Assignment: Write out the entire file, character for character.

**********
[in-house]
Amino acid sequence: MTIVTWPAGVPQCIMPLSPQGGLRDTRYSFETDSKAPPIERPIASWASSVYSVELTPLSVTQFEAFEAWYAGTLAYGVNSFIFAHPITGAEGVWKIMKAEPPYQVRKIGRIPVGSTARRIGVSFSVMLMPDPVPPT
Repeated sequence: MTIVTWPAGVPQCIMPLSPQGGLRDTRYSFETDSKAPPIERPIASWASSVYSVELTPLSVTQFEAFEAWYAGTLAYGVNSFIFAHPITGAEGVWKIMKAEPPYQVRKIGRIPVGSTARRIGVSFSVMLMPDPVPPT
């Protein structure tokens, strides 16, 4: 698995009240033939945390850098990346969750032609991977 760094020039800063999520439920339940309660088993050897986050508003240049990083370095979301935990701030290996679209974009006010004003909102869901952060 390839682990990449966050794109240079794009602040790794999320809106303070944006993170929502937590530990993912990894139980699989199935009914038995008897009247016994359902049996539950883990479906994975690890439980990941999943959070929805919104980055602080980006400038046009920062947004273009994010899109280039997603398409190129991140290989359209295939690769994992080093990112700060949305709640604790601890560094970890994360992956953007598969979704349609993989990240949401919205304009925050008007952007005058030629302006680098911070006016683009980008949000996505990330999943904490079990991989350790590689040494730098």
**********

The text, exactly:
[in-house]
Amino acid sequence: MTIVTWPAGVPQCIMPLSPQGGLRDTRYSFETDSKAPPIERPIASWASSVYSVELTPLSVTQFEAFEAWYAGTLAYGVNSFIFAHPITGAEGVWKIMKAEPPYQVRKIGRIPVGSTARRIGVSFSVMLMPDPVPPT
Repeated sequence: MTIVTWPAGVPQCIMPLSPQGGLRDTRYSFETDSKAPPIERPIASWASSVYSVELTPLSVTQFEAFEAWYAGTLAYGVNSFIFAHPITGAEGVWKIMKAEPPYQVRKIGRIPVGSTARRIGVSFSVMLMPDPVPPT
């Protein structure tokens, strides 16, 4: 698995009240033939945390850098990346969750032609991977 760094020039800063999520439920339940309660088993050897986050508003240049990083370095979301935990701030290996679209974009006010004003909102869901952060 390839682990990449966050794109240079794009602040790794999320809106303070944006993170929502937590530990993912990894139980699989199935009914038995008897009247016994359902049996539950883990479906994975690890439980990941999943959070929805919104980055602080980006400038046009920062947004273009994010899109280039997603398409190129991140290989359209295939690769994992080093990112700060949305709640604790601890560094970890994360992956953007598969979704349609993989990240949401919205304009925050008007952007005058030629302006680098911070006016683009980008949000996505990330999943904490079990991989350790590689040494730098």